Hatter Seminar examines nanotechnology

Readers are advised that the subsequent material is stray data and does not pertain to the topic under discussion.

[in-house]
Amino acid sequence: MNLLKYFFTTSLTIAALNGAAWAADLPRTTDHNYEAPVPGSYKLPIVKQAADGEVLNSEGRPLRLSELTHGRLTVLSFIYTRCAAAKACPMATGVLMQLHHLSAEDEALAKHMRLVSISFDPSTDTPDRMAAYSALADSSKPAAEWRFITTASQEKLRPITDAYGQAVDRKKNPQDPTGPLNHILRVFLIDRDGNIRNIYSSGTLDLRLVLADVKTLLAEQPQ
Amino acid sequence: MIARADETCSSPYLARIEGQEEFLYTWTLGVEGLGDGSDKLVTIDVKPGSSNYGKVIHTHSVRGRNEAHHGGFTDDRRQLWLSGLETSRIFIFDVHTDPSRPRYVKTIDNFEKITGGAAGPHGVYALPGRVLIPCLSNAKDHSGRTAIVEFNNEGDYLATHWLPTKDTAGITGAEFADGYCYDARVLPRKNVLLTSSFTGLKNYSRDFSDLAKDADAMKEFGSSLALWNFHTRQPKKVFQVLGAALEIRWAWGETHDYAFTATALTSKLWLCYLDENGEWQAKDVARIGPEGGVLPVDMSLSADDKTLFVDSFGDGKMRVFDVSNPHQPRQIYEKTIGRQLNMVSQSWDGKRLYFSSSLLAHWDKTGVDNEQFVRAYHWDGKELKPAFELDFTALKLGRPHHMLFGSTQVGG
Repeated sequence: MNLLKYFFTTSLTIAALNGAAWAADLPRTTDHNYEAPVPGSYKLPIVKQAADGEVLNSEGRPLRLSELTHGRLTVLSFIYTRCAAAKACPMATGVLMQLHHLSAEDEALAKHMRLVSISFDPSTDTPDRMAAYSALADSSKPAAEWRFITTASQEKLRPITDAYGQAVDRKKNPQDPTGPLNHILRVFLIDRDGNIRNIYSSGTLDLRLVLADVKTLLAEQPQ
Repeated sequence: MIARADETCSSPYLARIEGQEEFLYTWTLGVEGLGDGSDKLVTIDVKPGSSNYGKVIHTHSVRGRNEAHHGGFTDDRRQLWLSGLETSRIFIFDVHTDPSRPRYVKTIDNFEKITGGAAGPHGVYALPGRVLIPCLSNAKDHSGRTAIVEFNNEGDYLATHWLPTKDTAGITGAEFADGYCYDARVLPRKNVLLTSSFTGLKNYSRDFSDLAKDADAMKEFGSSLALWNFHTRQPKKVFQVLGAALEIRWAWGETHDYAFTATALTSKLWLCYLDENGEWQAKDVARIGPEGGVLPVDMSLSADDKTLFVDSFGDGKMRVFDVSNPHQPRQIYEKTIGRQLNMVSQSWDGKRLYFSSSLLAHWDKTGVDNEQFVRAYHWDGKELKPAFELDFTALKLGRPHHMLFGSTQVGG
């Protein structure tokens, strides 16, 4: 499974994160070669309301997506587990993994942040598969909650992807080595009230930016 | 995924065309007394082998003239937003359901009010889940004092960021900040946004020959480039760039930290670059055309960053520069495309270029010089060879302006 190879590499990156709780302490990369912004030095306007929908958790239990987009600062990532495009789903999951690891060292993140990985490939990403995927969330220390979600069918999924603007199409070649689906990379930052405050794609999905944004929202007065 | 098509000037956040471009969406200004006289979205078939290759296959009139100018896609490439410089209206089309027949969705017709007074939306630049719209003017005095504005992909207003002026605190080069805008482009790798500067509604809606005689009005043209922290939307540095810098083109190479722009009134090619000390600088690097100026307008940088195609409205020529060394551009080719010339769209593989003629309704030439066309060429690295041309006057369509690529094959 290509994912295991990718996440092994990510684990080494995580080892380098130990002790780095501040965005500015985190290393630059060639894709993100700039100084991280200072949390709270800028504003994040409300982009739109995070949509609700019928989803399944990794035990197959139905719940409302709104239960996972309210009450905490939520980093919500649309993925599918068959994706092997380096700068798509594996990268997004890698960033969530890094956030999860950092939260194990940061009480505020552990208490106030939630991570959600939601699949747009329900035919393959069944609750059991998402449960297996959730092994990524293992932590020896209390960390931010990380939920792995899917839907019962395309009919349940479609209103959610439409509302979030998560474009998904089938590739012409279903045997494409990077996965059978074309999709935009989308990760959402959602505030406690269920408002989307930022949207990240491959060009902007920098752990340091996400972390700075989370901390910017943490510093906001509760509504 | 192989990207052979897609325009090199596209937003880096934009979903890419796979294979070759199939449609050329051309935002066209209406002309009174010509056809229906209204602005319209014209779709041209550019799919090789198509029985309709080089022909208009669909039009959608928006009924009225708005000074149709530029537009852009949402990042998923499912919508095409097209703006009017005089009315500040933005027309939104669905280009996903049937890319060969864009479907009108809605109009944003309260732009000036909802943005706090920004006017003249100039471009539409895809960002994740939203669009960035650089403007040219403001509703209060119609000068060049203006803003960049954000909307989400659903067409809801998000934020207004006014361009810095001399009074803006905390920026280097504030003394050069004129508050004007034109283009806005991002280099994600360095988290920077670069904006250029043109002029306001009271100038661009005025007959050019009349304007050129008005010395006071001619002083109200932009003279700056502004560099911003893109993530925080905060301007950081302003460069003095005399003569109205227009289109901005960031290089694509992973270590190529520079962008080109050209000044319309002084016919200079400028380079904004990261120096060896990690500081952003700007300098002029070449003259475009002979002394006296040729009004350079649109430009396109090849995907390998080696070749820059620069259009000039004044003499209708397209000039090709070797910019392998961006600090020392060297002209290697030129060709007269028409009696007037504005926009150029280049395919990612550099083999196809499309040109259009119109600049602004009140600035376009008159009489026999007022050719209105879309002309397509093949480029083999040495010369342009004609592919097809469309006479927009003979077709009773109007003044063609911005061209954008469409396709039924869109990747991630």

14 January 2009 Hatter Seminar examines nanotechnology Some of the worlds leading experts in nanotechnology have been brought to London for the seventh annual World ORT Hatter Technology Seminar Nanotechnology and Material Science: From Research to Classroom. This week, academics from the USA, Israel and United Kingdom are coming to ORT House to share their formidable knowledge of the engineering of functional systems at the molecular scale where the technology is now, how it is expected to develop, what coming generations will need to know to be able to ride the wave and how to teach it to them. Among them is Dr Boris Berenfeld, Director of the International Centre at the Concord Consortium. For nearly 20 years, Dr Berenfeld has focused on the use of technology to enhance students learning in collaborative science projects and on the development of new generations of learning materials in physics, chemistry and biology that utilise atomic and molecular computational models. It is my deep conviction that in the same way in the 1980s we were talking about Information and Communication Technology (ICT) literacy now its high time to talk about molecular and atomic literacy to prepare new generations of students in nanoscience, Dr Berenfeld said. By 2020 we will need a large number of nanoworkers. Indeed, it is estimated that more than 800 nanotech products are already publicly available. And nanotechnology has the potential to create many new materials and devices with applications in medicine, electronics, energy production, textiles, defence and even computing. Dr Berenfeld, who was one of several top academics involved in re-establishing ORT in Russia in the late 1980s, says ORT is well placed to spearhead knowledge of nanotechnology in high schools. ORT has experience in bringing cutting edge technologies to different places since the 1900s whether it was electricity and later electronics and high tech. So its natural for ORT to enter the nanotechnology field, he said. Among the challenges of teaching nanotechnology is the need to attract the brightest students and the need to develop a new curriculum which is able to incorporate the diversity of disciplines which feed into this relatively new field of research. Nanotechnology generally deals with structures smaller than 100 nanometres, where a nanometre is one-billionth of a metre approximately the width of three atoms. By comparison, the average human hair is about 25,000 nanometres wide. Why should students choose to study nanotechnology Telling them its important wont suffice; you have to engage them through involving them in hands-on exploration, you have to give them tools to answer their own questions, you have to motivate them, Dr Berenfeld said. My research and development group has spent years working to develop very powerful, yet very friendly, software to make students into young researchersin molecular science. On Tuesday, the Hatter Seminars 18 participants science and technology teachers and other educators from Israel, Italy, South Africa, Lithuania, Russia, the Czech Republic, Mexico, Argentina, USA, France and Ukraine experienced a lecture cum master class with Dr Berenfeld under the heading Molecular Workbench: Reasoning with Atomic-Scale Models in Preparation for Nanotechnology and Biotechnology Careers. The session focused on the use of computer-generated models which relate a wide range of macroscopic physical, chemical and biological phenomena to properties of atoms, molecules and their interactions. The participants explored hands-on ways to integrate these highly interactive dynamic molecular models with traditional educational methods so that students can experience the nanoworld without getting bogged down in difficult theoretical descriptions. There is a need to develop a whole new approach because nanoscience is so interdisciplinary, taking in chemistry, biology, physics and engineering, Dr Berenfeld said. With enough resources, ORT can bridge the gap between research and development and high schools. People usually underestimate how costly teacher development and curriculum development is. It can cost millions. Maybe some philanthropists will read this and they can change the future through engaging students in this field. Other speakers this week include Professor Lesley Cohen, Head of Solid State Physics at Imperial College, London, with a general introduction to nanotechnology; Dr Sergey Gordeev, Senior Lecturer in the Department of Physics at the University of Bath, with an examination of the problems of existing electronics and what the prospects and problems may be of using molecules as building blocks of future electronics; and Dr Mark Miodownik, Head of the Materials Research Group at Kings College, London, with an investigation into the essential difference between animate and inanimate matter, a line of questioning that could one day result in the creation of objects which can repair themselves. The Hatter Seminar also features a presentation by Clive Roberts, Professor of Pharmaceutical Nanotechnology at the University of Nottingham, on current research in his field, products that have been developed and future possibilities; Dr Simon Henley, who researches the nanotechnological application of pulsed lasers at the University of Surreys Advanced Technology Institute, discusses uses of nanomaterials, particularly in sensing, future electronics, energy generation and healthcare; and a videoconference with Uri Peskin, Associate Professor of Chemistry at the Technion in Israel to discuss the implementation of a new module in Israels chemistry curriculum, From Nano-Scale Chemistry to Microelectronics. Entrepreneur Kam Memarzia is introducing Hatter participants to NanoMission, the worlds first scientifically accurate interactive 3-D learning game based on improving the understanding of nanoscience and nanotechnology among school students. The aim of his product, which would work well on the up-to-date computers with which ORT schools are equipped, should please Dr Berenfeld: to inspire and introduce some of the worlds brightest teenagers to nanotechnology, opening their eyes to choosing it as a career. Through a series of imaginative scenarios, from the creation of life-saving nano-medicines to the identification and eradication of harmful organisms within a drop of water, players are challenged in ways that promote learning. One of the Hatter Seminar participants, biology teacher Eric Kincaid, has given it a thumbs-up. Speaking on the second day of the seminar, Mr Kincaid, from Morganstown, West Virginia, said: The presenters have been very well versed in the topic and have helped to dispel some misconceptions we may have had. They are realistic people who are working in the area and its good to have them rather than look at nano-fiction. Welcoming Mr Kincaid and the other participants, World ORT Past President Sir Maurice Hatter encapsulated the mission of the Seminar. ORT prides itself on giving its students an education that will help them to achieve success in a constantly changing world, Sir Maurice said. To accomplish this we have to constantly innovate, both in the subjects that we teach and the methods we use to teach them. The Hatter seminars provide our leading teaching staff with the opportunity to look closely at important emerging topics and to begin the process of absorbing them into our curriculum. World ORT Director General Robert Singer thanked Sir Maurice and his family for their devoted support to ORTs need to equip its teachers with the knowledge and skills necessary to tackle topics and issues that will dominate the educational curriculum in years to come. Taking the long view also means that we have somehow to rise above the current adverse economic climate and maintain our investment in the professional development of our dedicated staff and the education of our students, Mr Singer said. That is why I believe so strongly in the importance of our teacher training programme of which this seminar is a part and why all of us at ORT owe a debt of gratitude to those who make it possible. Vladimir Dribinskiy, Head of World ORTs Education and Technology Department, which organised the Seminar, added: One of the implications of nanotechnologies and material sciences which is of particular importance to World ORT as an educational organisation is the wide range of new professions which will be created. This is a new window of opportunity for the employability and future careers of World ORT students. ORT educational institutions must be fully prepared for this development.